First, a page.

An unexpected culprit

The new research examines the mechanisms at play in sleep-deprived fruit flies and in mice — long-term sleep-deprivation experiments with humans are considered ethically iffy.

What the scientists found is that death from sleep deprivation is always preceded by a buildup of Reactive Oxygen Species (ROS) in the gut. These are not, as their name implies, living organisms. ROS are reactive molecules that are part of the immune system's response to invading microbes, and recent research suggests they're paradoxically key players in normal cell signal transduction and cell cycling as well. However, having an excess of ROS leads to oxidative stress, which is linked to "macromolecular damage and is implicated in various disease states such as atherosclerosis, diabetes, cancer, neurodegeneration, and aging." To prevent this, cellular defenses typically maintain a balance between ROS production and removal.

"We took an unbiased approach and searched throughout the body for indicators of damage from sleep deprivation," says senior study author Dragana Rogulja, admitting, "We were surprised to find it was the gut that plays a key role in causing death." The accumulation occurred in both sleep-deprived fruit flies and mice.

"Even more surprising," Rogulja recalls, "we found that premature death could be prevented. Each morning, we would all gather around to look at the flies, with disbelief to be honest. What we saw is that every time we could neutralize ROS in the gut, we could rescue the flies." Fruit flies given any of 11 antioxidant compounds — including melatonin, lipoic acid and NAD — that neutralize ROS buildups remained active and lived a normal length of time in spite of sleep deprivation. (The researchers note that these antioxidants did not extend the lifespans of non-sleep deprived control subjects.)

fly with thought bubble that says "What? I'm awake!"

Image source: Tomasz Klejdysz/Shutterstock/Big Think

The experiments

The study's tests were managed by co-first authors Alexandra Vaccaro and Yosef Kaplan Dor, both research fellows at HMS.

You may wonder how you compel a fruit fly to sleep, or for that matter, how you keep one awake. The researchers ascertained that fruit flies doze off in response to being shaken, and thus were the control subjects induced to snooze in their individual, warmed tubes. Each subject occupied its own 29 °C (84F) tube.

For their sleepless cohort, fruit flies were genetically manipulated to express a heat-sensitive protein in specific neurons. These neurons are known to suppress sleep, and did so — the fruit flies' activity levels, or lack thereof, were tracked using infrared beams.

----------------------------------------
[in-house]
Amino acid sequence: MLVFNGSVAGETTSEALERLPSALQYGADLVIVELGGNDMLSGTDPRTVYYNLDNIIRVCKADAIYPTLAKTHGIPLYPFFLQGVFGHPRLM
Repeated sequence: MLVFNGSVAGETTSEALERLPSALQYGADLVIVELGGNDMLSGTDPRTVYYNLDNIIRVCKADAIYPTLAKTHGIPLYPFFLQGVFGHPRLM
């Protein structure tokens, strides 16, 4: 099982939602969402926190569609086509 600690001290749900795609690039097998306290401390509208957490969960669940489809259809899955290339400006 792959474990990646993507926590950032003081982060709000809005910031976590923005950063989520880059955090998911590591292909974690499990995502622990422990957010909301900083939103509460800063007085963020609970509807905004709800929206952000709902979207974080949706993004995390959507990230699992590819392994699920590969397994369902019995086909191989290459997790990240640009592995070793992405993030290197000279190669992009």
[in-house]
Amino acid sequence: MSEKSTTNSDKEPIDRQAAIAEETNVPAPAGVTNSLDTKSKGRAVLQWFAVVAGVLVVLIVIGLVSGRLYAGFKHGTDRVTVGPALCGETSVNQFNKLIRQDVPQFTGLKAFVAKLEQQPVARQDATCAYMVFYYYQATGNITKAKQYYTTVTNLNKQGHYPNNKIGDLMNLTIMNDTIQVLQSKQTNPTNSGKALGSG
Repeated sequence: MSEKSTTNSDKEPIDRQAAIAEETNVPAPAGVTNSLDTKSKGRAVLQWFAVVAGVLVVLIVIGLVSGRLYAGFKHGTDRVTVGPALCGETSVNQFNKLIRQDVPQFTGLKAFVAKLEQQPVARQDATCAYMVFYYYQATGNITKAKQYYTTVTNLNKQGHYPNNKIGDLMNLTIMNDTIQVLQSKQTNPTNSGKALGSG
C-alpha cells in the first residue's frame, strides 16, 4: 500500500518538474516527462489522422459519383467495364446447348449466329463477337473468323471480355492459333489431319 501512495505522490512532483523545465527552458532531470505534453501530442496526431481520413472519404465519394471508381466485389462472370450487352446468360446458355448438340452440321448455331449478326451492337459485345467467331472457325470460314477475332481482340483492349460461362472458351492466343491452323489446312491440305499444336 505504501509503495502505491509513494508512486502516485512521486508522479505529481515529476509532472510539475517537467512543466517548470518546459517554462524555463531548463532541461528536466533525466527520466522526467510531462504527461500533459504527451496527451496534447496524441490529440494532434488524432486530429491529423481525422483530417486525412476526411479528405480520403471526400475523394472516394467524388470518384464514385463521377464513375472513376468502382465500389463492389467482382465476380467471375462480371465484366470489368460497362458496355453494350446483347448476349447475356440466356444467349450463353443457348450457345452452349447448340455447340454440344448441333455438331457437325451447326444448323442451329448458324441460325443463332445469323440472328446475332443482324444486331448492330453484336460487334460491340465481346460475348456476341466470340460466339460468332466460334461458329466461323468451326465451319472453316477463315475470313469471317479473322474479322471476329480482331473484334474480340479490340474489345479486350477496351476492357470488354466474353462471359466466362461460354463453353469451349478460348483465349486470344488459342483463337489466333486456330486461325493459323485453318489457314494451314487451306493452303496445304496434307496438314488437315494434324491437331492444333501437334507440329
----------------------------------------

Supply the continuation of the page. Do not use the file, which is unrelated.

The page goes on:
Starting at Day 10 of sleep deprivation, fruit flies began dying, with all of them dead by Day 20. Control flies lived up to 40 days.

The scientists sought out markers that would indicate cell damage in their sleepless subjects. They saw no difference in brain tissue and elsewhere between the well-rested and sleep-deprived fruit flies, with the exception of one fruit fly.

However, in the guts of sleep-deprived fruit flies was a massive accumulation of ROS, which peaked around Day 10. Says Vaccaro, "We found that sleep-deprived flies were dying at the same pace, every time, and when we looked at markers of cell damage and death, the one tissue that really stood out was the gut." She adds, "I remember when we did the first experiment, you could immediately tell under the microscope that there was a striking difference. That almost never happens in lab research."

The experiments were repeated with mice who were gently kept awake for five days. Again, ROS built up over time in their small and large intestines but nowhere else.

As noted above, the administering of antioxidants alleviated the effect of the ROS buildup. In addition, flies that were modified to overproduce gut antioxidant enzymes were found to be immune to the damaging effects of sleep deprivation.

The research leaves some important questions unanswered. Says Kaplan Dor, "We still don't know why sleep loss causes ROS accumulation in the gut, and why this is lethal." He hypothesizes, "Sleep deprivation could directly affect the gut, but the trigger may also originate in the brain. Similarly, death could be due to damage in the gut or because high levels of ROS have systemic effects, or some combination of these."

The HMS researchers are now investigating the chemical pathways by which sleep-deprivation triggers the ROS buildup, and the means by which the ROS wreak cell havoc.

"We need to understand the biology of how sleep deprivation damages the body so that we can find ways to prevent this harm," says Rogulja.

Referring to the value of this study to humans, she notes,"So many of us are chronically sleep deprived. Even if we know staying up late every night is bad, we still do it. We believe we've identified a central issue that, when eliminated, allows for survival without sleep, at least in fruit flies."